Fort Nečven is a medieval Croatian fortress from the 14th century, and one of the most important fortified buildings in Croatia in terms of size and degree of preservation.
The fort and its associated yard cover a square kilometer. It used to be surrounded by high walls made of small, poorly assembled stones combined with lime. The northeast courtyard wall was separated by a deep moat and perhaps a moving (lifting) bridge from the remains of the fortress. The walls were over a meter thick. The steep southern walls reached a height of up to 15 metres and consisted of five floors. The northern side, where the five-storey ancient square tower stands, is now filled with rubble.
On the other side of Krka, opposite from Nečven, are remnants of another old Croatian city, Trošenj (Čučevo). Those cities were previously connected by a bridge (which was destroyed in 1647 during the war between Don Stjepan Sorić and Krajišnici) that connected central Dalmatia with Bukovica and Ravni Kotari. The bridge was supervised and travellers who passed the border between Šubić's and Nelipić's properties were charged a toll.
The First Lords of Nečven-Nelipić were at the height of their power after the collapse of Mladen Šubić II (1322 AD) when they were named as the major force in the Southern Croatian region by Prince Nelipac.
The Turks ruled Nečven from 1522 to 1678 or 1686, apart from a period between 1648 and 1670 during which it was given to Venetian vassals Šibenik and Trogir, and burned down at the orders of Leonardo Foscolo, using the established constructions they found and the mighty wooden bridge over the river Krka. In their time there lived: the Dizdars, the Aghas, the Begs and the Kadijas), which showed a great deal how important the fort and the city was because it was in effect the seat for administrative and judicial power in that area for that time.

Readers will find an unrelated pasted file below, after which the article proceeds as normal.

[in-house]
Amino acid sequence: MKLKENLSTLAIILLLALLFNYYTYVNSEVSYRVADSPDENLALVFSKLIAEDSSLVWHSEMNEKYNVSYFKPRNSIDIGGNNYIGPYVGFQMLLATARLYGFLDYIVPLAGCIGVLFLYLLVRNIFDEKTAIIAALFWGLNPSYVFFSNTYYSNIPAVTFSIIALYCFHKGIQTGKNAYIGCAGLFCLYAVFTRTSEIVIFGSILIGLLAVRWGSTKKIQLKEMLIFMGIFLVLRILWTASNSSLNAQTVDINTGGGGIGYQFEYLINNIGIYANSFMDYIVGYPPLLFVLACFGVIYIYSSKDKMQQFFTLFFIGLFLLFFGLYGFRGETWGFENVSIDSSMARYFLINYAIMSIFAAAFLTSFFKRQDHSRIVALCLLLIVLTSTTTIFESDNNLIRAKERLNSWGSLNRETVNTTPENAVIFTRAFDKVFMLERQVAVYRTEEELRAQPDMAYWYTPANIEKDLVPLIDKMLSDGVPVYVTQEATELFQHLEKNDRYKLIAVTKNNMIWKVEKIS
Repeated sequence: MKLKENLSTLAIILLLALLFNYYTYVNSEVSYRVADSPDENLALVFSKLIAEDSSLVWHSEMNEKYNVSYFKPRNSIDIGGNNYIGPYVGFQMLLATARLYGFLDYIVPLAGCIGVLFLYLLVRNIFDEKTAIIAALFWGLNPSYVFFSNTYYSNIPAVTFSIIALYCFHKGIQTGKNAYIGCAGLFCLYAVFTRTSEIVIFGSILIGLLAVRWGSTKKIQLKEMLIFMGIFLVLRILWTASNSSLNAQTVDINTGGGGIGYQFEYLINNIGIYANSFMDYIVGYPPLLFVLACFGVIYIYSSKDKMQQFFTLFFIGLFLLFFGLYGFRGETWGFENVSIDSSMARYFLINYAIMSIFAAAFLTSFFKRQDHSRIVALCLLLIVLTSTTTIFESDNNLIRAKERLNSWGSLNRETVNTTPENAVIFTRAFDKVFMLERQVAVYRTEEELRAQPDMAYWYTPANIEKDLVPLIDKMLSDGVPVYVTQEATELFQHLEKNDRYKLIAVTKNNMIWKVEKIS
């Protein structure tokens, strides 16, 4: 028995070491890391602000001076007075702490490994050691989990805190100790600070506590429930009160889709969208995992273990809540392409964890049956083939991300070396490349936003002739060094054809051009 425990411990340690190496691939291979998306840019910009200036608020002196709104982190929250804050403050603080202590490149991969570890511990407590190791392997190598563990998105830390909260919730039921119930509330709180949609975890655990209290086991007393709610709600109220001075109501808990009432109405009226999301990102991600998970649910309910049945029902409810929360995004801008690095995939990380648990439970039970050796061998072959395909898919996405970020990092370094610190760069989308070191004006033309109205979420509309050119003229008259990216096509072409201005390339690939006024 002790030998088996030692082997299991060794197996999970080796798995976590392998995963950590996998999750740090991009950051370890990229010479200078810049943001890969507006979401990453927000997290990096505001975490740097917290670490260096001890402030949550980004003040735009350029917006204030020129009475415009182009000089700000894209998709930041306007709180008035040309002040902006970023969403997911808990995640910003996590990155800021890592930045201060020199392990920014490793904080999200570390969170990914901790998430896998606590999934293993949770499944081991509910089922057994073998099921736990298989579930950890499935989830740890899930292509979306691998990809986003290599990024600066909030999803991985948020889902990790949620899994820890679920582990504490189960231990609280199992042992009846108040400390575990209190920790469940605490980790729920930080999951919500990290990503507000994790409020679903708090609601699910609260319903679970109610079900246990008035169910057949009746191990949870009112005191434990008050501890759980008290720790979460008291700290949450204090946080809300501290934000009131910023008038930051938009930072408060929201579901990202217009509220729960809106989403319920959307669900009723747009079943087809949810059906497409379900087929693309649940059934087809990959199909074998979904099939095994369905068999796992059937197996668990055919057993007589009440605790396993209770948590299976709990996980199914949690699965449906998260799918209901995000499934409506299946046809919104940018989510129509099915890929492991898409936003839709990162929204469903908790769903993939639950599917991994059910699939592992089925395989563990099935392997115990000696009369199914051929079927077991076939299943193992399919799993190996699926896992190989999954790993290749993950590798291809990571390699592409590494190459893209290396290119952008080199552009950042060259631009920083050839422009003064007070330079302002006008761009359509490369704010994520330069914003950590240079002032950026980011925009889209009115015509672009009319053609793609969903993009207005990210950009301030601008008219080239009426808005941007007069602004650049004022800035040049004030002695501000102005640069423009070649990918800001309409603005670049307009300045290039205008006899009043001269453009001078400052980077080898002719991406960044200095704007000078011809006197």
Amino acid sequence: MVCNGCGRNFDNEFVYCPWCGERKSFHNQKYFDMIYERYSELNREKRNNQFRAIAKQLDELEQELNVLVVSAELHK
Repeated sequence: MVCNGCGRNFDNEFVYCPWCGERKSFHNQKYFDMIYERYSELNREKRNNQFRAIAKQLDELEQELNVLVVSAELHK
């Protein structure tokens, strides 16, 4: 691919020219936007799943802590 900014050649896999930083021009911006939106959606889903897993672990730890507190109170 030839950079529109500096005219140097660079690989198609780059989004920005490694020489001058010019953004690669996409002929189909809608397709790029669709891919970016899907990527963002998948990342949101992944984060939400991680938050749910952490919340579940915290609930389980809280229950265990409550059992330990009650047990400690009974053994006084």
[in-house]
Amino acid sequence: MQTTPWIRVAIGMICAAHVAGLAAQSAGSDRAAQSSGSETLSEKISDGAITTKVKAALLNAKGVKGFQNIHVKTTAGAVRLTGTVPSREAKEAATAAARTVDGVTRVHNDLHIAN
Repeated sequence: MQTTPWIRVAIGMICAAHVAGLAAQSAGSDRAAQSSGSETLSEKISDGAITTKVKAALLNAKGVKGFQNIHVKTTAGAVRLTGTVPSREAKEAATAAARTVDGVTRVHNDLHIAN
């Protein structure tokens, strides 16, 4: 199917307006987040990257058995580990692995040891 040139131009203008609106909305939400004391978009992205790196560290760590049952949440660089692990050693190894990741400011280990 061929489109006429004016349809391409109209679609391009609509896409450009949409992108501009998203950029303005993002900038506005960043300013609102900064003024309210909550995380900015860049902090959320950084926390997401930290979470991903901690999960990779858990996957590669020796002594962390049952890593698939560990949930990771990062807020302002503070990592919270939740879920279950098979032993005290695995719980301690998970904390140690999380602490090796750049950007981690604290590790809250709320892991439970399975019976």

By the end of the 18th century, the fortress lost its strategic importance, and it was abandoned and the surrounding villages depopulated.References:
Roman Walls of Lugo are an exceptional architectural, archaeological and constructive legacy of Roman engineering, dating from the 3rd and 4th centuries AD. The Walls are built of internal and external stone facings of slate with some granite, with a core filling of a conglomerate of slate slabs and worked stone pieces from Roman buildings, interlocked with lime mortar.
Their total length of 2117 m in the shape of an oblong rectangle occupies an area of 1.68 ha. Their height varies between 8 and 10 m, with a width of 4.2 m, reaching 7 m in some specific points. The walls still contain 85 external towers, 10 gates (five of which are original and five that were opened in modern times), four staircases and two ramps providing access to the walkway along the top of the walls, one of which is internal and the other external. Each tower contained access stairs leading from the intervallum to the wall walk of town wall, of which a total of 21 have been discovered to date.
The defences of Lugo are the most complete and best preserved example of Roman military architecture in the Western Roman Empire.
Despite the renovation work carried out, the walls conserve their original layout and the construction features associated with their defensive purpose, with walls, battlements, towers, fortifications, both modern and original gates and stairways, and a moat.
Since they were built, the walls have defined the layout and growth of the city, which was declared a Historical-Artistic Ensemble in 1973, forming a part of it and becoming an emblematic structure that can be freely accessed to walk along. The local inhabitants and visitors alike have used them as an area for enjoyment and as a part of urban life for centuries.
The fortifications were added to UNESCO"s World Heritage List in late 2000 and are a popular tourist attraction.